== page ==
Sunday, March 3, 2019

A Winter Cycling Survival Guide, from a self-proclaimed winter-phobe

Do you hate winter?
Are you always cold?
Do your fingers turn funny colors in the cold?
Have you been rescued mid-ride because you lost the ability to brake or steer or do other key things due to numbness and/or shaking?

This is me, unfortunately. I used to just hate the cold. Especially after I moved away from Vermont, where the prettiness outweighed the fact that it was -20. In Pittsburgh I got away with not riding outside in the cold, because there was slush or ice all the time, it was dangerous at baseline to ride in that city, and I only had a road bike. Flash forward and with gravel and much less precipitation in the mid-south, I found myself with no excuse. And subsequently entered mild hypothermia territory a few too many times.

Through trial & hypothermia, I finally feel good about my ability to not die whilst riding a bike when the temp dips below forty. And while I still wouldn't say I love winter riding, it has more to do with the fact that it takes so long to put on all this darn stuff than the actual temperature.

1. Bar Mitts

These giant, dorky, neoprene things are my best friends. They create tiny warm houses for your hands. No matter what gloves, mittens, or glittens I tried, nothing has ever kept my hands warm below forty while biking or running. I put these on my bike for the first time last winter and immediately did a 50 mile ride in the high 30s. I have used them down to 20s with a normal pair of gloves on. My hands may be Reynaud's-y to start, but once some heat accumulates (or with the addition of hand warmers at the start), they'll regain circulation and stay that way. The downside is obviously limited access to your bars. I can comfortably hold my hoods and brake, but can't really grab the drops, even over the bar mitts due to the shape of the neoprene (it doesn't exactly collapse under your hands). Additionally, if the temp warms up, it's not exactly easy to transport them home if you remove them. Way too big and bulky for jersey pockets or your average top tube/bar bag.

2. Pogie Lites

Enter Pogie Lites. The fine folks at Bike Iowa make them, so supporting Bike Iowa is the first plus. These solve the problem of access to all parts of your bars, and also being able to pull them off, roll them up, and stick them in your pocket.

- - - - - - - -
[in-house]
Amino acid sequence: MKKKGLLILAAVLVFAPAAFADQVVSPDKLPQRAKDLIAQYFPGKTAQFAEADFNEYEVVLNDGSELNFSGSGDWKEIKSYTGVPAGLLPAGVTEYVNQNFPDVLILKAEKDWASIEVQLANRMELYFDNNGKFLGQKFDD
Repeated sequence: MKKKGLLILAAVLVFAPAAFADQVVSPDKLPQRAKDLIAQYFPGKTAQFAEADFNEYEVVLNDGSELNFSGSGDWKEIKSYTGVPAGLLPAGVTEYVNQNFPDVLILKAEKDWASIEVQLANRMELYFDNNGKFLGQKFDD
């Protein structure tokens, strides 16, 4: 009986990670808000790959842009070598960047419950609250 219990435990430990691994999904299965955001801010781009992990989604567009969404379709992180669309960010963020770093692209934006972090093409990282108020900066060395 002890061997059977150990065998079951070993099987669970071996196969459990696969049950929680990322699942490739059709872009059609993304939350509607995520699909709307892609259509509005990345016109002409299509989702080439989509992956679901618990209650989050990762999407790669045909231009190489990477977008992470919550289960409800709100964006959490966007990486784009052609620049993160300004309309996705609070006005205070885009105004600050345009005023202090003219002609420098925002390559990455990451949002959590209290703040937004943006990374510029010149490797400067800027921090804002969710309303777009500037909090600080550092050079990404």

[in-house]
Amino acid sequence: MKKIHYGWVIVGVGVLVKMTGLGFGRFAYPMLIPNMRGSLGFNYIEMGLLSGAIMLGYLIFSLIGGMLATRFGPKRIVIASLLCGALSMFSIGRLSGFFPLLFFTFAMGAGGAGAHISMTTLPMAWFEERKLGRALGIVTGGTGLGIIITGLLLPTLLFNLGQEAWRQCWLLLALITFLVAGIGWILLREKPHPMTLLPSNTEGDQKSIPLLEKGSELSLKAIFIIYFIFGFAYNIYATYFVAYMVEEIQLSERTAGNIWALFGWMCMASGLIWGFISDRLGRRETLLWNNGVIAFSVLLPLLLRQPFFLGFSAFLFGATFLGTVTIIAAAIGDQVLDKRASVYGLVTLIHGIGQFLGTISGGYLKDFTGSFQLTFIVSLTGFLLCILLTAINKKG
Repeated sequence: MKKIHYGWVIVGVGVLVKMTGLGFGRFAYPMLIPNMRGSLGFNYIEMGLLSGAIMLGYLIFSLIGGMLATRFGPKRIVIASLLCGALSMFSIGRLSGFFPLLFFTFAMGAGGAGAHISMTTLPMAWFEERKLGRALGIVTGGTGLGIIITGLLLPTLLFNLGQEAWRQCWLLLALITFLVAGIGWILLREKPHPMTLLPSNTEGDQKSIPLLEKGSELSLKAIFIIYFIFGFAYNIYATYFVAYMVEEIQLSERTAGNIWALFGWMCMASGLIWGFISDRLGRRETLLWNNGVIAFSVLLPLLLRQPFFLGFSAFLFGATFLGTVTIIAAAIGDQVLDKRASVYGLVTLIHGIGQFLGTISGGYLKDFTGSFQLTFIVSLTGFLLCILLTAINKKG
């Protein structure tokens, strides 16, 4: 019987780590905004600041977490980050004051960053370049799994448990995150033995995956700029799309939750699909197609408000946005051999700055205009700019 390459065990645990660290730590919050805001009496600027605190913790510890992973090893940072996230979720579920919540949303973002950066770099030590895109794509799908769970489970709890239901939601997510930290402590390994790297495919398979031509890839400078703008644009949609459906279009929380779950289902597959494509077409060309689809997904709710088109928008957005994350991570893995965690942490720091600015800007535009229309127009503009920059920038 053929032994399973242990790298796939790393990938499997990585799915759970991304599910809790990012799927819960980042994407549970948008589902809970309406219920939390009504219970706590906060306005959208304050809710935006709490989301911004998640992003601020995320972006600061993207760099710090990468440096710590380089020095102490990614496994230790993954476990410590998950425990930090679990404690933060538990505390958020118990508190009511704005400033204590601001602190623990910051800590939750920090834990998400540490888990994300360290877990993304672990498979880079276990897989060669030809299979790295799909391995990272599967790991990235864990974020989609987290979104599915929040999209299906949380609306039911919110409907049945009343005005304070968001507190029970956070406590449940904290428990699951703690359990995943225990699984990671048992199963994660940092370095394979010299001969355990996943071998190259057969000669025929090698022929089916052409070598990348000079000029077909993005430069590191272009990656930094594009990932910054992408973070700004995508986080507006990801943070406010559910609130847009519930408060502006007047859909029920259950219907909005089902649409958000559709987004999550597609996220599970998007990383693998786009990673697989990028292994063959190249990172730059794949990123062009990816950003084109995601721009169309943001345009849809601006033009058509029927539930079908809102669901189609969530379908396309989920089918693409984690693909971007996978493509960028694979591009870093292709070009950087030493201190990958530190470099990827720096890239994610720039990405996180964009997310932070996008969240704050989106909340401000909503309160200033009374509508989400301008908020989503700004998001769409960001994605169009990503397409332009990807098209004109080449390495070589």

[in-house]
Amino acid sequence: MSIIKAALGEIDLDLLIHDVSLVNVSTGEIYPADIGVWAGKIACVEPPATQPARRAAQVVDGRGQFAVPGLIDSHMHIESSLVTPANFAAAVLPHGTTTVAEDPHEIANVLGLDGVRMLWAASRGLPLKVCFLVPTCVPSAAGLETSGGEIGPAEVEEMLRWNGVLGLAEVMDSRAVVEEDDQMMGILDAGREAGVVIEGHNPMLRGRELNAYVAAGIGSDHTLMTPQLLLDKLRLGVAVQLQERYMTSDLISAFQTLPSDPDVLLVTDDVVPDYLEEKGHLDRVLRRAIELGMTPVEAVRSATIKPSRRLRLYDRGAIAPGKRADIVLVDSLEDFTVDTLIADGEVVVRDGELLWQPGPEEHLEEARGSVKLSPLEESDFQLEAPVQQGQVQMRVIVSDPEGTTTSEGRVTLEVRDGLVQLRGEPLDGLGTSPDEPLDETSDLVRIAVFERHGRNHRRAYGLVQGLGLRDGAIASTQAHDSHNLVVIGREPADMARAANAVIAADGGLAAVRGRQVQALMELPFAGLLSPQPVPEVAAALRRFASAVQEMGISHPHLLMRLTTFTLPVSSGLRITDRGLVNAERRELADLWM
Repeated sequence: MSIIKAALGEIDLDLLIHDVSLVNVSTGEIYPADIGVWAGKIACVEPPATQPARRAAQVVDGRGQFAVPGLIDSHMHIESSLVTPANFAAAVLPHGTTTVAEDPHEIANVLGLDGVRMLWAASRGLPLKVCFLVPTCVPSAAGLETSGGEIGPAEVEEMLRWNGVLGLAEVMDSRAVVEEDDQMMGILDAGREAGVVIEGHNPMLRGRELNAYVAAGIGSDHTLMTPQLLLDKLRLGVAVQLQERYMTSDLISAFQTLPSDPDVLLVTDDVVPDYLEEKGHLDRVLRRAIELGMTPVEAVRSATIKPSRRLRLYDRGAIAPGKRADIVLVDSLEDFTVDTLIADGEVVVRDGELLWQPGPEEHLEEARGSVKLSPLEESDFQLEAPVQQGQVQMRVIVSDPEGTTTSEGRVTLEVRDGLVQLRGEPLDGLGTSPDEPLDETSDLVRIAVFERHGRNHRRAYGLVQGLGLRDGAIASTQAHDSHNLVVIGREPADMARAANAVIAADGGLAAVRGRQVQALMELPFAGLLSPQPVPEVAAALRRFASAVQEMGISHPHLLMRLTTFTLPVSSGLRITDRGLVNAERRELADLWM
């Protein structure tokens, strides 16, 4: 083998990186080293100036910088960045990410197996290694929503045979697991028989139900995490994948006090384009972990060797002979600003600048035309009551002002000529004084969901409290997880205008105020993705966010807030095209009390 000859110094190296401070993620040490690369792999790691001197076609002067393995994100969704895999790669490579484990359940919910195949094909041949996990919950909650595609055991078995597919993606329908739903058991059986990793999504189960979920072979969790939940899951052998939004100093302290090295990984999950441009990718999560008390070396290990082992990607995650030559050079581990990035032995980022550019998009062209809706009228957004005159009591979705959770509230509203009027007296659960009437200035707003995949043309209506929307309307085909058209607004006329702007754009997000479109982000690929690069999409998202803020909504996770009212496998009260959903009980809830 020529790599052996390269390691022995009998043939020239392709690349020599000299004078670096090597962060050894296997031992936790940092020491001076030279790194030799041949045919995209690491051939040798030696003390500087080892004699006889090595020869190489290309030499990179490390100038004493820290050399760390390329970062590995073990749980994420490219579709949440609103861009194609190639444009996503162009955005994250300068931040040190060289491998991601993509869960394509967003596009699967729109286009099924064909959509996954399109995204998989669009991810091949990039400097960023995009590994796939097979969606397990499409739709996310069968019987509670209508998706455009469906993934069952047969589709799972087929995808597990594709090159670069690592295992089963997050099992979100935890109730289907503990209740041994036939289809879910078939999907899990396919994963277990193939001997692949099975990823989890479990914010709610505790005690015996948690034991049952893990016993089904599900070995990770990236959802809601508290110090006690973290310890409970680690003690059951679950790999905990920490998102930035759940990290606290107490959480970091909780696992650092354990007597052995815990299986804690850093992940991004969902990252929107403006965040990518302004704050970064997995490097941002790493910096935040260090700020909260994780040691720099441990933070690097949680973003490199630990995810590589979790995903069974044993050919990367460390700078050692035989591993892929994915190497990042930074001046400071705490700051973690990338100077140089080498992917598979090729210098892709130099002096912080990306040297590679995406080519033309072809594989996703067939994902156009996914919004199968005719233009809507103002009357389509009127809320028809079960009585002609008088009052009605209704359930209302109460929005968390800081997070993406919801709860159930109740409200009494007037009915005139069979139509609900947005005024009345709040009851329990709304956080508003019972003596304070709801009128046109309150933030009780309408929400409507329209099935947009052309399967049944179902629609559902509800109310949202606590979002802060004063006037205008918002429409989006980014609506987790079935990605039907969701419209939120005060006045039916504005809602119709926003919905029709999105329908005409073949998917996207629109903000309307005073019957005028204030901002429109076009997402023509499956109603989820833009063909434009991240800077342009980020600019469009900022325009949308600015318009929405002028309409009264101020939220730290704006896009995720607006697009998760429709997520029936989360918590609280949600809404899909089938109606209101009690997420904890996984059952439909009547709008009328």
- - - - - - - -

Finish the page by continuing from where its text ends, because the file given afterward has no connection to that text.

They keep my hands much warmer than I expected. I used these at Spotted Horse, where it was 30s-40s and raining the whole day, with a pair of mechanic's gloves and surgical glove base layer under them. My hands got numb-ish a few times but remained functional and out of the painful-numb zone. For a cold-handed person, they thrive between 40 and 50 degrees, but are workable down to 30. I happened to only have these on a 22 degree icy ride in Stillwater in November, and they were insufficient. There was a bail-out followed by a painful rewarming. Overall I love them for the versatility and convenience as long as it's not ridiculously cold out.

3. Lake Cycling Boots

Cycling boots really do make a difference versus shoe covers. Yes, they are heavy. But yes, I can mostly feel my feet with a thin pair of wool socks under them. I invested in the Lake MXZ 303 Winter Boots last year and have no regrets. They stand up to snow and light precipitation, but not walking through rivers (whoops.) And if you have to put a foot down on a sketchy icy spot, they have a Vibram sole with decent tread that makes you slightly less likely to eat it.

4. Plastic bags inside shoes for wind/rain blocking.

Below is an example of how this should ideally NOT happen. Put your plastic grocery or zip-lock bags on over your socks, inside your shoes, before you get started. Do not figure out you need them halfway through your ride after you have hike-a-biked through several inches of cold mud that destroyed your shoe covers, and find that you are unable to get said shoes off due to the degree of mud to put bags inside of them. But in the event that this should happen, you can also do like so.